Virtual Bookstore Tour with other SF&F authors moderating

$10,000 marketing and publicity budget

Key online advertising on Shelf Awareness to booksellers and librarians. Additional advertising on Facebook, Twitter, Instagram

An Ask Me Anything event on...


Available Editions

EDITION Hardcover
ISBN 9781944145910
PRICE US$28.00 (USD)

Available on NetGalley

NetGalley Shelf App (EPUB)
Send To Kindle (MOBI)
Download (EPUB)

Average rating from 60 members


Featured Reviews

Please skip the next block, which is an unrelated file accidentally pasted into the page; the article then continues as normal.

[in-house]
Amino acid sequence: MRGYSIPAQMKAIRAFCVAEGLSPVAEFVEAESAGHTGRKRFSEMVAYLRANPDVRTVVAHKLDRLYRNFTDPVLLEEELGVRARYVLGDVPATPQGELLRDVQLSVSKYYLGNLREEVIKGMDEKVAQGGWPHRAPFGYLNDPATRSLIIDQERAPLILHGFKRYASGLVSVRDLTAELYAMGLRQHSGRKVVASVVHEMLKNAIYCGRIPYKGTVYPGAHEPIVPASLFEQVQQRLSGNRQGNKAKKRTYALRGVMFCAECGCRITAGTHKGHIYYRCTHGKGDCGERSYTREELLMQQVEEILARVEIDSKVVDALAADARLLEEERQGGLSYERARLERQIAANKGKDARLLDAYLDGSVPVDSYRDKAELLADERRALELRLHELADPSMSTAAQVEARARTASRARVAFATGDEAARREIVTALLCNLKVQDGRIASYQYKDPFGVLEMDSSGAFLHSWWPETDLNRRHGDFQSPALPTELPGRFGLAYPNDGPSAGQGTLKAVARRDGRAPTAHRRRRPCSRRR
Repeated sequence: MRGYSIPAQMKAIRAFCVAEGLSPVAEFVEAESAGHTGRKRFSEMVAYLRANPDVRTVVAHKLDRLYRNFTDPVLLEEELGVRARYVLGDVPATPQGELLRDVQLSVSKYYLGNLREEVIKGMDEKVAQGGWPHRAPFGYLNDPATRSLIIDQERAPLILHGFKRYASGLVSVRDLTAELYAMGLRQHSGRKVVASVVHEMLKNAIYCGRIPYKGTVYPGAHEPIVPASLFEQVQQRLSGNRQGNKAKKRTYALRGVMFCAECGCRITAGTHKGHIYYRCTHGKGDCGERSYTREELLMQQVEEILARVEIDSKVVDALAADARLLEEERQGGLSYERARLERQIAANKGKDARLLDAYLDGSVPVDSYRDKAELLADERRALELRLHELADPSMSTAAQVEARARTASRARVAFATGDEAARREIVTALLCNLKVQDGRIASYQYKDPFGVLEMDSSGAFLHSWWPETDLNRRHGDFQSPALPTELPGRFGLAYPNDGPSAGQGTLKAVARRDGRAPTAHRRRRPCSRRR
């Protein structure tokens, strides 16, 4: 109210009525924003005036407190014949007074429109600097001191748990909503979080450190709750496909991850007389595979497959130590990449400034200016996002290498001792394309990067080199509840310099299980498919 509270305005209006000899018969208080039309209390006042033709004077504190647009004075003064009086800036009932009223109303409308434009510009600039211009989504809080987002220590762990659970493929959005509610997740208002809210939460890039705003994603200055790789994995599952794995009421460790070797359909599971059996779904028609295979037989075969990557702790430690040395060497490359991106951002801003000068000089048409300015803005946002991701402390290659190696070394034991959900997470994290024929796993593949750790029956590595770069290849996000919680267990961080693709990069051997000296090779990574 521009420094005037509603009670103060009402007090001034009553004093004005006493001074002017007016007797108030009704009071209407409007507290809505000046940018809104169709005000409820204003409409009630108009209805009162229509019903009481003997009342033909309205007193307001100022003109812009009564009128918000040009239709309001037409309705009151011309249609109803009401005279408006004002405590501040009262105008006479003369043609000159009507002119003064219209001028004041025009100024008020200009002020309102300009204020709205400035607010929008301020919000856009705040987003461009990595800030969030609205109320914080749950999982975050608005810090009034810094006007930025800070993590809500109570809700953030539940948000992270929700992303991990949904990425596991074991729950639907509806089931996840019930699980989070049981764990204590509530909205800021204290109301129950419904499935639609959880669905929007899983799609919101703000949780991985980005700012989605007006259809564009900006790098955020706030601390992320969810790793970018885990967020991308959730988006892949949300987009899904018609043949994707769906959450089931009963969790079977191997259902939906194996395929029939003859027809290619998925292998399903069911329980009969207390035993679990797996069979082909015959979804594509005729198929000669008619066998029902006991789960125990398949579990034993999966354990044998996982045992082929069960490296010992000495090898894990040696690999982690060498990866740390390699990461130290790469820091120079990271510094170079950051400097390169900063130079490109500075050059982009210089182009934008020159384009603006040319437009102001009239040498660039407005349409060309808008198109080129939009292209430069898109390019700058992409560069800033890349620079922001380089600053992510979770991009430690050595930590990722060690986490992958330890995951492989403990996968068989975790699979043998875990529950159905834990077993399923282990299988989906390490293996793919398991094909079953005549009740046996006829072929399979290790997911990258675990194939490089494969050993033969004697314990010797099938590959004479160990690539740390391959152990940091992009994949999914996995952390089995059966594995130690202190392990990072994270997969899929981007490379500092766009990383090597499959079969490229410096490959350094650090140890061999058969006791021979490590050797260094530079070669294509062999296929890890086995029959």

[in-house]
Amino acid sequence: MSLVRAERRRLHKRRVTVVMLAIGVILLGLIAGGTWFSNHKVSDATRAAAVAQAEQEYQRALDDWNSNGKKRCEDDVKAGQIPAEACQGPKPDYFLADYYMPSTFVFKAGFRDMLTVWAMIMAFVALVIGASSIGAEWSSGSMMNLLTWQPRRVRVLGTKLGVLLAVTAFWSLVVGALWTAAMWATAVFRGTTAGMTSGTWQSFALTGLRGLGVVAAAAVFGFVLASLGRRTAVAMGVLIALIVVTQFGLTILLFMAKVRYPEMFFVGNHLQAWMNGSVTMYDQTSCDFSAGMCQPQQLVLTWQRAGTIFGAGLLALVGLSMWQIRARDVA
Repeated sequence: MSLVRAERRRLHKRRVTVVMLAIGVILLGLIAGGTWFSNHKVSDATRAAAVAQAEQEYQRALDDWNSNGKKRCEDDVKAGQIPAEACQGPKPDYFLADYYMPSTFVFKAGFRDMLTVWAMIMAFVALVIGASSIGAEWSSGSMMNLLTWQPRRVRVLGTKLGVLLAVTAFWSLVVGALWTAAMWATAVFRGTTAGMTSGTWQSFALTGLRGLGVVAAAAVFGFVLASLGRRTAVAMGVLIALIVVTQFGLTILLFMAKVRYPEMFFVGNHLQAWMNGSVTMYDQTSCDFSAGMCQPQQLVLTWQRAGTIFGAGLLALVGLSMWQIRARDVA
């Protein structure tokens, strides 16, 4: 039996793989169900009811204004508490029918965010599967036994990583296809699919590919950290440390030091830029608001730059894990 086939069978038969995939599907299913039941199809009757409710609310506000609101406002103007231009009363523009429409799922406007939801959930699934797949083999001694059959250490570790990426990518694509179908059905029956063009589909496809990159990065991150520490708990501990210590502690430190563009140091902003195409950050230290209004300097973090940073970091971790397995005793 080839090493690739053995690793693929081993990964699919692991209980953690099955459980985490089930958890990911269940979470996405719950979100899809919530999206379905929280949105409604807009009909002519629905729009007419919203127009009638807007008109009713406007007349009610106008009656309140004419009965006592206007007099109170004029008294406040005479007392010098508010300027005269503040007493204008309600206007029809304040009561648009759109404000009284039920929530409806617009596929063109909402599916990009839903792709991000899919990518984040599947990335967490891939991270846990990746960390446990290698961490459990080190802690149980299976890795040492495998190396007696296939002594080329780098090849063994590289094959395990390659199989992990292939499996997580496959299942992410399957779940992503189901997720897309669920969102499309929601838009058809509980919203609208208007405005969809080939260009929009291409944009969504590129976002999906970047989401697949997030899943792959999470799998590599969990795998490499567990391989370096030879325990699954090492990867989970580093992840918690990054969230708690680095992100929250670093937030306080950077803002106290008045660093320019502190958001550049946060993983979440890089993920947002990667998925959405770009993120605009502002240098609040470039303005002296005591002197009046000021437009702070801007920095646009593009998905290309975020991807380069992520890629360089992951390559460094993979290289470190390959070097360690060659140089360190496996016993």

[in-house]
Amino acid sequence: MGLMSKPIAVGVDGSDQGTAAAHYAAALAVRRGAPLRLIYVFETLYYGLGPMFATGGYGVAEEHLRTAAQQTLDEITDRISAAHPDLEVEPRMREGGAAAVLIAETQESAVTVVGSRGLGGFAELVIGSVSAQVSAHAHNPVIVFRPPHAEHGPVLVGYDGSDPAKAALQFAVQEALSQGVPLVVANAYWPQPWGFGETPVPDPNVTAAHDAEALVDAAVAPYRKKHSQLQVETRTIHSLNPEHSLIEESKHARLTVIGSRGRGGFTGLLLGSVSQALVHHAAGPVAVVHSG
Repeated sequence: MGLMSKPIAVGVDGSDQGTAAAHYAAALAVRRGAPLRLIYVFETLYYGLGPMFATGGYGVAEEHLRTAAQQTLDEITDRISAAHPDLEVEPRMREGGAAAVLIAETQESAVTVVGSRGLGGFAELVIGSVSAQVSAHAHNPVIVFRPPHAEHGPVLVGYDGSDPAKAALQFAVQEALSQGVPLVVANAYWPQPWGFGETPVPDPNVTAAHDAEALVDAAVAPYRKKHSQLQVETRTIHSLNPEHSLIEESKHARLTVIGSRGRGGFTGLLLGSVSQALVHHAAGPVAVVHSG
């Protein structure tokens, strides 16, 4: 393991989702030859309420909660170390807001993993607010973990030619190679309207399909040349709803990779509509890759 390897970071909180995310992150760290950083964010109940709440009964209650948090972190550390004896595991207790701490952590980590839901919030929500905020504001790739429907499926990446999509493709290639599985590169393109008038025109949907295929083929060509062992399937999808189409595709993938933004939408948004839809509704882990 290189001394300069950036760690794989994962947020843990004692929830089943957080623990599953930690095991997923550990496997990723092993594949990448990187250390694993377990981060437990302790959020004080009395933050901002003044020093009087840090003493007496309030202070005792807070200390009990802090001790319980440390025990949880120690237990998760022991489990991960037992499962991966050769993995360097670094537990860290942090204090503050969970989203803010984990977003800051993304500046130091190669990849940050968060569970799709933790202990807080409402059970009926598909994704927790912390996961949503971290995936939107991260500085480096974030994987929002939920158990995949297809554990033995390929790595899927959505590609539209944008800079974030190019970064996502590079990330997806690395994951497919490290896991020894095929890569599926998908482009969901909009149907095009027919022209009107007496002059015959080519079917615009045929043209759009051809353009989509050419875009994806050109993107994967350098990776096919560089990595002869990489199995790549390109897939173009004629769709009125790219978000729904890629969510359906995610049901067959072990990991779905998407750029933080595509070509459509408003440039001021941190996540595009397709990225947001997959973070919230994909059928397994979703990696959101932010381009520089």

4.25/5 With some unpredictable twists and an explosive last 150 pages, Nolyn is a solid introduction to the Rise and Fall trilogy First of all huge thanks to the publisher and author for approving my request in NetGalley and this review is solely my unbiased opinion. Quick Summary: Set between The Legend of the First Empire series and Riyiria books, 'Nolyn' follows the story of the titular character Nolyn, the heir to the throne who was sent to his death seemingly by his father, the emperor and Sephryn, the councilwoman in the Precepliques whose son was kidnapped and was forced to do a bidding by the 'Voice' in her head. I've read the Riyiria revelations a while ago and absolutely loved it and read the first 3 books of The Legend of the First Empire series before i called quits on it. Even though i caught most of the reference and cameos from the previous works, I've probably missed out a lot but the point is you can clearly enjoy this book without any previous knowledge about the world of Elan WHAT WORKED FOR ME IN THIS BOOK: The writing, it was on point, no unnecessary pages and easily accessible. I powered through the entire book in just 2 sittings. The camaraderie between Nolyn and the Seventh Sikaria Auxiliary squadron. I'm a sucker for the military brotherhood and found family trope so it naturally worked well for me and it was written really well too. Their brotherhood was one of the strongest point in this book IMO. The subtle humor between the Seventh Sikaria and their trust in Nolyn was really nice to read. The last 150 pages, man o man it was wild. I saw one twist that was coming but it was immediately followed by plenty of em I didn't see. The battle, betrayal, reveals and intimate moments between the main characters written in the last section of this book was near perfect. WHAT DIDN'T WORKED FOR ME IN THIS BOOK: Sephyn's POV, I wouldn't say it was bad but it didn't held my attention as Nolyn's chapters did. And the other thing that bothered me was the first 200 pages, it was just I don't know... I couldn't find anything troubling about it but there was nothing new and exhilarating to turn the pages. but I also gotta point out that the second half of this book more than made up for it. Simple put, Nolyn is well written first entry in the Rise and Fall trilogy with mostly a standalone feel to it but leaves some thread to explore in the following books.